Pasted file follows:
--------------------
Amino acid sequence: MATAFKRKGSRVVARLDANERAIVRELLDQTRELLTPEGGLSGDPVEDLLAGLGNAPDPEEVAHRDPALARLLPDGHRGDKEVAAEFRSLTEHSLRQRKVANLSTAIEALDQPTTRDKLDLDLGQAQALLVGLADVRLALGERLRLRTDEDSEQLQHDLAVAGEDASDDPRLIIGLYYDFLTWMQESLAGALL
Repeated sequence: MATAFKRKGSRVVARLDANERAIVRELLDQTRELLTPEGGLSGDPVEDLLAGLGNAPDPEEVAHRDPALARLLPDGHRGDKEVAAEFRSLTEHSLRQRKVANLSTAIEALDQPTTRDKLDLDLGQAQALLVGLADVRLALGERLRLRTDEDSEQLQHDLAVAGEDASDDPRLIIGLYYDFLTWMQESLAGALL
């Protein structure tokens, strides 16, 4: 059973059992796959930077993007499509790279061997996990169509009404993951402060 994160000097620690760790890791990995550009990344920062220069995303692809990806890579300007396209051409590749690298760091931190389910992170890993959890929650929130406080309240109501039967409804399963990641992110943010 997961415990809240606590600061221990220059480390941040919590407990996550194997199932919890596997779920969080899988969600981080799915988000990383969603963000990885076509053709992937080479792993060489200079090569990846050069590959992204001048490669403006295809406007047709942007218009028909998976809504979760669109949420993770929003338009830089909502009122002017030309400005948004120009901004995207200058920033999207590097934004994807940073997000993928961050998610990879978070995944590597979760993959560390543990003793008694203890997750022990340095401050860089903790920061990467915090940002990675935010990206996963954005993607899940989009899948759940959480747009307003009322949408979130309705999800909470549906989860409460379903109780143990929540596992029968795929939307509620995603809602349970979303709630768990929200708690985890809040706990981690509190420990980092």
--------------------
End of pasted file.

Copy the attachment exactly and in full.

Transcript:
Amino acid sequence: MATAFKRKGSRVVARLDANERAIVRELLDQTRELLTPEGGLSGDPVEDLLAGLGNAPDPEEVAHRDPALARLLPDGHRGDKEVAAEFRSLTEHSLRQRKVANLSTAIEALDQPTTRDKLDLDLGQAQALLVGLADVRLALGERLRLRTDEDSEQLQHDLAVAGEDASDDPRLIIGLYYDFLTWMQESLAGALL
Repeated sequence: MATAFKRKGSRVVARLDANERAIVRELLDQTRELLTPEGGLSGDPVEDLLAGLGNAPDPEEVAHRDPALARLLPDGHRGDKEVAAEFRSLTEHSLRQRKVANLSTAIEALDQPTTRDKLDLDLGQAQALLVGLADVRLALGERLRLRTDEDSEQLQHDLAVAGEDASDDPRLIIGLYYDFLTWMQESLAGALL
């Protein structure tokens, strides 16, 4: 059973059992796959930077993007499509790279061997996990169509009404993951402060 994160000097620690760790890791990995550009990344920062220069995303692809990806890579300007396209051409590749690298760091931190389910992170890993959890929650929130406080309240109501039967409804399963990641992110943010 997961415990809240606590600061221990220059480390941040919590407990996550194997199932919890596997779920969080899988969600981080799915988000990383969603963000990885076509053709992937080479792993060489200079090569990846050069590959992204001048490669403006295809406007047709942007218009028909998976809504979760669109949420993770929003338009830089909502009122002017030309400005948004120009901004995207200058920033999207590097934004994807940073997000993928961050998610990879978070995944590597979760993959560390543990003793008694203890997750022990340095401050860089903790920061990467915090940002990675935010990206996963954005993607899940989009899948759940959480747009307003009322949408979130309705999800909470549906989860409460379903109780143990929540596992029968795929939307509620995603809602349970979303709630768990929200708690985890809040706990981690509190420990980092």